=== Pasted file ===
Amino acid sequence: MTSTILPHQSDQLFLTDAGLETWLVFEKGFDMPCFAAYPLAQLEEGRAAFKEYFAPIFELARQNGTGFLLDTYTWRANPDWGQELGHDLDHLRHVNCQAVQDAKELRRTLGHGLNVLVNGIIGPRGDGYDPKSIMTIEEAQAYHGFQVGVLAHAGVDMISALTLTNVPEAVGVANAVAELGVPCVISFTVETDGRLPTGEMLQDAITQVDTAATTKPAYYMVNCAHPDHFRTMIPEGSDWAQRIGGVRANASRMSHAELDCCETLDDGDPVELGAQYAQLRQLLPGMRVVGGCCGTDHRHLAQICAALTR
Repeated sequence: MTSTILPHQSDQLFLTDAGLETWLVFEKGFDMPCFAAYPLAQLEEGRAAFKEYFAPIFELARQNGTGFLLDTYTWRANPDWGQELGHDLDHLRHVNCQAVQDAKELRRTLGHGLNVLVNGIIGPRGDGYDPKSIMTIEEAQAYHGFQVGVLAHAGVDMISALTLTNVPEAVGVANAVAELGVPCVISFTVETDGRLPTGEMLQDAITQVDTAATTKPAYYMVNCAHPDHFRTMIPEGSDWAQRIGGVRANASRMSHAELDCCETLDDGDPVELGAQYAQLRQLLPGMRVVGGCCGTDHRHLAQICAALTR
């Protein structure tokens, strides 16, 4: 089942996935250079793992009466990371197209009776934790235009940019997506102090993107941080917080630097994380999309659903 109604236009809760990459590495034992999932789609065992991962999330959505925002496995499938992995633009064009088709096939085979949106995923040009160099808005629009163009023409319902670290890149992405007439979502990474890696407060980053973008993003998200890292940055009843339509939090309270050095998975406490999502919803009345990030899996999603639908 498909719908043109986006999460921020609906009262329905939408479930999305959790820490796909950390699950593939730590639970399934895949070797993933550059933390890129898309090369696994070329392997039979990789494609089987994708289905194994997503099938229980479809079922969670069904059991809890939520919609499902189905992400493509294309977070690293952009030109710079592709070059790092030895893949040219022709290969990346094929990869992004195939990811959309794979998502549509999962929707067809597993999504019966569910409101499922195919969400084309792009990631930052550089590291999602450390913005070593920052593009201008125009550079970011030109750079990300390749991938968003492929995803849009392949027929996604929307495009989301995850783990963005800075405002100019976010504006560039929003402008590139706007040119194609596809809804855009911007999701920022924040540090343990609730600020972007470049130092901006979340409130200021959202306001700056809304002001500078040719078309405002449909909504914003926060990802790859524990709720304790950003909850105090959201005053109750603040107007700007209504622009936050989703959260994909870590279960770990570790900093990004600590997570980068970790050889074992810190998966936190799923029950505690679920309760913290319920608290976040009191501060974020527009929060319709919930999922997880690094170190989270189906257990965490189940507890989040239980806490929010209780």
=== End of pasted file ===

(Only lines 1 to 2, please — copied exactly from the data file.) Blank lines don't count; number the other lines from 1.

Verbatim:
Amino acid sequence: MTSTILPHQSDQLFLTDAGLETWLVFEKGFDMPCFAAYPLAQLEEGRAAFKEYFAPIFELARQNGTGFLLDTYTWRANPDWGQELGHDLDHLRHVNCQAVQDAKELRRTLGHGLNVLVNGIIGPRGDGYDPKSIMTIEEAQAYHGFQVGVLAHAGVDMISALTLTNVPEAVGVANAVAELGVPCVISFTVETDGRLPTGEMLQDAITQVDTAATTKPAYYMVNCAHPDHFRTMIPEGSDWAQRIGGVRANASRMSHAELDCCETLDDGDPVELGAQYAQLRQLLPGMRVVGGCCGTDHRHLAQICAALTR
Repeated sequence: MTSTILPHQSDQLFLTDAGLETWLVFEKGFDMPCFAAYPLAQLEEGRAAFKEYFAPIFELARQNGTGFLLDTYTWRANPDWGQELGHDLDHLRHVNCQAVQDAKELRRTLGHGLNVLVNGIIGPRGDGYDPKSIMTIEEAQAYHGFQVGVLAHAGVDMISALTLTNVPEAVGVANAVAELGVPCVISFTVETDGRLPTGEMLQDAITQVDTAATTKPAYYMVNCAHPDHFRTMIPEGSDWAQRIGGVRANASRMSHAELDCCETLDDGDPVELGAQYAQLRQLLPGMRVVGGCCGTDHRHLAQICAALTR